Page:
On June 6, 2023, in a unanimous decision written by Justice Karen L. Valihura, the Delaware Supreme Court affirmed the Court of Chancery’s April 27, 2022, opinion in In re Tesla Motors, Inc. Stockholder Litigation.
In the Court of Chancery, Vice Chancellor Joseph R. Slights had denied stockholder claims seeking $13 billion in damages from Elon Musk, in his capacity as CEO of Tesla Inc., in connection with Tesla’s $2.6 billion acquisition of SolarCity Corporation in 2016. At the time of the acquisition, Musk held approximately 22% equity stakes in both Tesla and SolarCity and served on the boards of both companies.
Appellants brought a singular challenge to the Delaware Supreme Court, “focused solely on the application of the entire fairness test,” as applied to Tesla stockholders. The entire fairness test is applied in transactions in which a majority of the board or a controlling stockholder has a potentially conflicting interest. To pass muster, the directors or a controlling stockholder must demonstrate that the subject transaction was entirely fair to the corporation. The entire fairness analysis stands in contrast to Delaware’s Business Judgment Rule, which insulates directors who act in good faith and with reasonable care from liability, even if their decisions later prove suboptimal. Here, because of Musk’s controlling equity stakes and positions on the boards of both Tesla and SolarCity, the acquisition was subject to the entire fairness test. Thus, Tesla’s board had to demonstrate whether the acquisition of SolarCity was inherently fair to Tesla stockholders by demonstrating both fair dealing in the transaction process and a fair price per share.
On appeal, the appellant stockholders argued that the Court of Chancery’s ruling regarding the entire fairness of the transaction was flawed because it relied “exclusively on the unaffected June 21, 2016, stock price of SolarCity.” Appellant stockholders principally argued that the price paid for the shares was unwarranted, given the alleged insolvency of SolarCity. They further argued that this price was unreliable due to, among other things, material, nonpublic information that was not factored into the price at the time. Additionally, the appellants alleged that the Court of Chancery committed reversible error in failing to adequately consider their expert’s testimony that the acquisition share price did not pass the entire fairness test. Appellants further argued that the analysis of SolarCity’s acquisition share price was flawed because its discounted cash-flow model failed to account for the phasing out of a significant investment tax credit.
The Delaware Supreme Court first held that the Court of Chancery did not err in its fair dealing analysis. It noted that the appellants did not challenge any of the factual findings of the vice chancellor, but nevertheless effectively demanded a re-examination of the evidence. The Delaware Supreme Court analyzed the appellants’ challenges to the Court of Chancery’s reasoning in the context of its 1983 opinion, Weinberger v. UOP, Inc., in which it established a two-prong analysis of fair price and fair dealing to determine whether the factual findings support a determination of entire fairness.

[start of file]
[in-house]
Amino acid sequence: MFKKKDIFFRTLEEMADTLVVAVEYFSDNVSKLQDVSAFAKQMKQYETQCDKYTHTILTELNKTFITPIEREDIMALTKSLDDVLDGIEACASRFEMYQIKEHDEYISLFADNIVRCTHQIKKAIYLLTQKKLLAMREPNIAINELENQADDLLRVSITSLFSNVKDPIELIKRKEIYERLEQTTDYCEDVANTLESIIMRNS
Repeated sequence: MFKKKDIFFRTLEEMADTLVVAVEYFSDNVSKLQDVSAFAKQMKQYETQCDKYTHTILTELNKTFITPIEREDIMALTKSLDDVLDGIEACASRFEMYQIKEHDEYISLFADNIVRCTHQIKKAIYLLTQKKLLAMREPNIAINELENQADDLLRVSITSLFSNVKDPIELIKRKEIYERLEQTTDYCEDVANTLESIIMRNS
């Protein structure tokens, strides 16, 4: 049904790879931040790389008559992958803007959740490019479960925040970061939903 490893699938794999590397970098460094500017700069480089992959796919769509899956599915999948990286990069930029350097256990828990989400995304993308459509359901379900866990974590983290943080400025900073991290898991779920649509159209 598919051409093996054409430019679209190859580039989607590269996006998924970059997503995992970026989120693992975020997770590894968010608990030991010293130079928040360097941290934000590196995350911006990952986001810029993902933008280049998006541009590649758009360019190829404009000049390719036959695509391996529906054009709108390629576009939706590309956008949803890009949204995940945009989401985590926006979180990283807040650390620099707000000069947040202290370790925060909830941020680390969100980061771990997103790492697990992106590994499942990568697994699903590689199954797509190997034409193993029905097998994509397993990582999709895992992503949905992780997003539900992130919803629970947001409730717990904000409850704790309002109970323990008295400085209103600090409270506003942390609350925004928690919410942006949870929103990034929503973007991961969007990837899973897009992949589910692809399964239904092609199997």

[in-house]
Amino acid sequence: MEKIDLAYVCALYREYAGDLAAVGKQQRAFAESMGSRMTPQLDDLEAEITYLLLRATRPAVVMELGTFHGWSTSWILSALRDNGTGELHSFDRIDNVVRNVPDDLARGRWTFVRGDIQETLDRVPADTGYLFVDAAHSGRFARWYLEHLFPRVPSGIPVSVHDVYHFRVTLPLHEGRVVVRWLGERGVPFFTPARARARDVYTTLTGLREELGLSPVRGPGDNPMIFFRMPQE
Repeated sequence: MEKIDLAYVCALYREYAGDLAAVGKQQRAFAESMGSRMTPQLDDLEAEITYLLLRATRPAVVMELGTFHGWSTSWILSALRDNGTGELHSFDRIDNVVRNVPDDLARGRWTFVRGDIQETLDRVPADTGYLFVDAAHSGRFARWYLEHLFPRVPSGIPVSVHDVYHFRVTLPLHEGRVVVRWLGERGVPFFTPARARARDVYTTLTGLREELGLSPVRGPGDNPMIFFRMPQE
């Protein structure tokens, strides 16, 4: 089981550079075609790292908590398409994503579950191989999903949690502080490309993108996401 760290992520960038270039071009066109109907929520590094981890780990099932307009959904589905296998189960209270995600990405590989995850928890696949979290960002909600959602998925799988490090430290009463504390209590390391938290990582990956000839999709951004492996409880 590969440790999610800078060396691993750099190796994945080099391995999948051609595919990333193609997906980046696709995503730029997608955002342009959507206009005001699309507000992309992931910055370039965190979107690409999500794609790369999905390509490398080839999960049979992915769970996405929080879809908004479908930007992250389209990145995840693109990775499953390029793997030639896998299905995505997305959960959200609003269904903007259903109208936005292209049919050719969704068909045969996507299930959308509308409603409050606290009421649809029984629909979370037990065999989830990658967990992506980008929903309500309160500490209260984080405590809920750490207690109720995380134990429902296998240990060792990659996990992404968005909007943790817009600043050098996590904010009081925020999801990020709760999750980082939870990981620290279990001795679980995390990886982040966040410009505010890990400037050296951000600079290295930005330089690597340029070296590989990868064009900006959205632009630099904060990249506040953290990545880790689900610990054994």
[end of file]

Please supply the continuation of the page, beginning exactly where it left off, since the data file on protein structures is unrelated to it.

The Delaware Supreme Court agreed with the Court of Chancery’s conclusion that the appellee carried his burden of establishing fair dealing under the first prong of the Weinberg analysis. In doing so, the court evaluated “how the deal was initiated and timed, how it was structured and negotiated, and how it was approved.” The Delaware Supreme Court then turned to its analysis of the Court of Chancery’s finding of fair price and concluded that it did not commit reversible error. The Delaware Supreme Court granted that the appellants were correct as to the “large role” fair price played in the Court of Chancery’s analysis. However, the court rejected the assertion that reversible error was present, given that the appellee presented persuasive evidence of SolarCity’s solvency at the time of the acquisition. This evidence, offered through financial advisers and other documents, played a significant role in the court’s analysis because the appellants’ principal argument at trial, and on appeal, was that SolarCity was insolvent at the time of the acquisition, which rendered the share price unfair.
Also particularly noteworthy was the Delaware Supreme Court’s discussion of procedural cleansing mechanisms to address the interest of directors, specifically, the establishment of a “special, independent committee, in conflicted transactions.” While this acquisition transaction presented conflicts as noted above, the court rejected the appellants’ suggestion that Tesla’s failure to utilize an independent committee evidenced unfair dealing. The court remarked that utilization of such committees is often a best practice, but not a requirement.
While not upending precedent or establishing new metrics for imposing liability, the Delaware Supreme Court’s opinion should nevertheless serve as a reminder of the risks inherent in transactions in which interested parties appear on both sides. Please reach out to the authors if you have any questions on how our team of professionals can best assist with your company’s merger or acquisition needs.
The authors thank McGuireWoods summer associate Matthew M. Trevisani for assistance preparing this legal alert. He is not licensed to practice law.